Thomas Bodström

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Thomas Bodström
Thomas Bodstrom, justitieminister, Sverige.jpg
Minister for Justice
In office
11 October 2000 – 6 October 2006
Prime Minister Göran Persson
Preceded by Laila Freivalds
Succeeded by Beatrice Ask
Personal details
Born Thomas Lennart Bodström
(1962-04-09) 9 April 1962 (age 52)
Uppsala, Sweden
Political party Social Democratic Party
Occupation politician, lawyer, footballer, author

Thomas Lennart Bodström (born 9 April 1962) is a Swedish politician and member of the Swedish Social Democratic Party. He was the Swedish Minister for Justice in the two last succeeding governments of the Swedish Prime Minister Göran Persson, from 2000 to 2006. From October 2006 until October 2010 he was the chairman of the Riksdag committee for judicial issues. When the new parliament, that was elected in 2010, was inaugurated, Bodström lost his position as a committee chairman. Bodström shortly afterwards requested half time leave of absence from his seat in the parliament combined with half time parental leave in order to relocate to USA together with his family. His request for leave of absence was denied by the Social Democratic group leader in the parliament and Bodström has thus left his seat in the Parliament. His part-time parental leave was already granted from the Swedish Social Insurance Administration.[1] Thomas Bodström is also active as the chairman of the children's rights organization ECPAT Sweden.

Thomas Bodström is the son of Lennart Bodström, Swedish Minister for Foreign Affairs 1982–1985 in the Olof Palme government. In his youth, however, Thomas Bodström was not involved in party politics. Instead, his first brush with media attention came as a football player in AIK, a team in the Premier Division of the Swedish Football league, 1987–1989. In 1990 he graduated from Stockholm University with a Bachelor of Laws degree. After that, he worked as a lawyer for ten years. During his career he took interest in international affairs and in 1999 he joined the board of the Swedish branch of the international organisation Lawyers Without Borders.

However, when former Prime Minister Göran Persson announced his new cabinet appointment on 11 October 2000, Bodström was a completely unknown face to most of the political journalists attending the press conference. At the time, he was not even a member of the Social Democratic party. Although Bodström was unaccustomed to national politics at the time, he has managed to keep his job despite calls for his resignation, especially loudly voiced after several high profile prison breaks during the summer of 2004.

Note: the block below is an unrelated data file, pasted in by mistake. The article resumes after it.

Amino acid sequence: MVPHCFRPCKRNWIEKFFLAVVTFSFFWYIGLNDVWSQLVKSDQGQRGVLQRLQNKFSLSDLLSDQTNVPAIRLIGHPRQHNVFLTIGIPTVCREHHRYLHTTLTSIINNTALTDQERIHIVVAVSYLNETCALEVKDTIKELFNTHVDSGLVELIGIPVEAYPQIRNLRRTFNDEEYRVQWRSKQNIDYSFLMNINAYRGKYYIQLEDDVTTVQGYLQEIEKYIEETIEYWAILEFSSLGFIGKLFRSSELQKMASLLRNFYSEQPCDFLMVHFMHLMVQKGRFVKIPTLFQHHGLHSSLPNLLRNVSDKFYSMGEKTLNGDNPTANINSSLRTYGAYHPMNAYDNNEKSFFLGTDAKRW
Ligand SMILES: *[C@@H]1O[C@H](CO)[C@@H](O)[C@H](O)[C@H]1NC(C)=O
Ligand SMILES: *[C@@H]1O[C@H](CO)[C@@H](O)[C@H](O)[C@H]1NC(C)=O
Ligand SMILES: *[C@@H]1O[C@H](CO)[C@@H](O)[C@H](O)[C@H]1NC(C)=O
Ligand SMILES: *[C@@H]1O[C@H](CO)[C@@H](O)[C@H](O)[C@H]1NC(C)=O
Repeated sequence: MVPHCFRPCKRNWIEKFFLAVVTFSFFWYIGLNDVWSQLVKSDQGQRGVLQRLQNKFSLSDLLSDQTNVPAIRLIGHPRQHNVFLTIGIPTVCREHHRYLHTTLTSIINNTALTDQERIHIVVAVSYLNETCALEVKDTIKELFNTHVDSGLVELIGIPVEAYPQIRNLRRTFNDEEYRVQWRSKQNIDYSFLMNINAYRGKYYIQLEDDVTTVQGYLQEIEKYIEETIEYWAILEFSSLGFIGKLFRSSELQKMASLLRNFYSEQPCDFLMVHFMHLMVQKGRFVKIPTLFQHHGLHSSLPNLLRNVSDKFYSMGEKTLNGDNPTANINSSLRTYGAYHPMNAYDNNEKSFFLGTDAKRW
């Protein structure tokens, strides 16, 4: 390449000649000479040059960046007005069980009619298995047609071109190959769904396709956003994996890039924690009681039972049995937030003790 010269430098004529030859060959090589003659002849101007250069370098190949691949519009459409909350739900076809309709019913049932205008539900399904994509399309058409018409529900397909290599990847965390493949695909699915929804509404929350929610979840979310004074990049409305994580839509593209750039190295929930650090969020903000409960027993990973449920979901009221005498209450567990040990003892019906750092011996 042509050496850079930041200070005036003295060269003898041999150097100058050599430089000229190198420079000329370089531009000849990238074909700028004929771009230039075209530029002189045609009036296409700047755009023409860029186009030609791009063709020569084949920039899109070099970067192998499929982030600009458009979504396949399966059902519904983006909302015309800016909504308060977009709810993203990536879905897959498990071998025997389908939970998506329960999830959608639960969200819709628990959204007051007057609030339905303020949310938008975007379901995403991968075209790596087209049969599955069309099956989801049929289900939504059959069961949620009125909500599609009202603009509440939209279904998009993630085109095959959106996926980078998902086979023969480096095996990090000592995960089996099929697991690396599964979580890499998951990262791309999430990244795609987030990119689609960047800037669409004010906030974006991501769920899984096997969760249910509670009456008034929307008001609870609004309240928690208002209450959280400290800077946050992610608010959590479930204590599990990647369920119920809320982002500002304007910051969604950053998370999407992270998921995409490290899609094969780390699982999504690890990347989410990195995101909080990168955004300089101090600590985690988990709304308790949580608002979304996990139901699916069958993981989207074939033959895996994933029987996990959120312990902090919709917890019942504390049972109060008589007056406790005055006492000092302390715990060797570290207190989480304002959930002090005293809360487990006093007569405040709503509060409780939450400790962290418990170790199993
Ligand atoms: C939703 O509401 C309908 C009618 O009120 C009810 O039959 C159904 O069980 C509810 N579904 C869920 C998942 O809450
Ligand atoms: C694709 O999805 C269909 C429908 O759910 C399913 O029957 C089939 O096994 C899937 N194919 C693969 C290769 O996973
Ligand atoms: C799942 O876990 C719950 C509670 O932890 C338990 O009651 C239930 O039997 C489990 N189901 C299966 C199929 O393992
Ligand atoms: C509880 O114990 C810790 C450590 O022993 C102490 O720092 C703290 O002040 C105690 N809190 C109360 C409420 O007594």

After being appointed as Minister for Justice, he was elected to the Swedish Parliament, the Riksdag, in the 2002 Swedish parliamentary election. This could be regarded as a purely formal exercise, his seat immediately taken over by a substitute.

He has written a book, 700 dagar i Rosenbad (700 days in Rosenbad), about his experiences as a newcomer in the government.

Controversy[edit]

At the time of his appointment, Bodström revealed in an interview that he had used hashish in his youth and also that he at several occasions had employed a person in his home without paying the appropriate taxes.[2]

During his term in office, Bodström has been heavily criticized by advocates of privacy and liberal think-tanks[3] as he is said to have worked towards giving the police the possibility of monitoring people that might be involved in minor crimes, as well as other things that can be seen as intrusive to privacy.

On 23 August 2010, during an interview by Swedish Radio, in light of the current drug-testing debate, the reporter asks Bodström if he is willing to participate in a drug test. Bodström first agrees, but when the nurse explains that he will be tested for amphetamines, hashish, opiates, and benzodiazepines, he changes his mind and says, "I don't feel like doing it now. I am sweating too much."[4]

The Pirate Party defended his right not to take the test in reference to their views on privacy.[5]

Since mid-2011 Bodström has been an expert commentator on law in the crime solving show Efterlyst on TV3.[6]

Bibliography[edit]

  • (2004) 700 dagar i Rosenbad Biography, Albert Bonniers Förlag, ISBN 91-85015-15-6.
  • (2008) Rymmaren crime fiction, Norstedts Förlag
  • (2009) Idealisten crime fiction, Norstedts Förlag
  • (2010) Lobbyisten crime fiction, Norstedts Förlag
  • (2013) Populisten
  • (2014) Det man minns

References[edit]

Preceded by
Laila Freivalds
Minister for Justice
2000–2006
Succeeded by
Beatrice Ask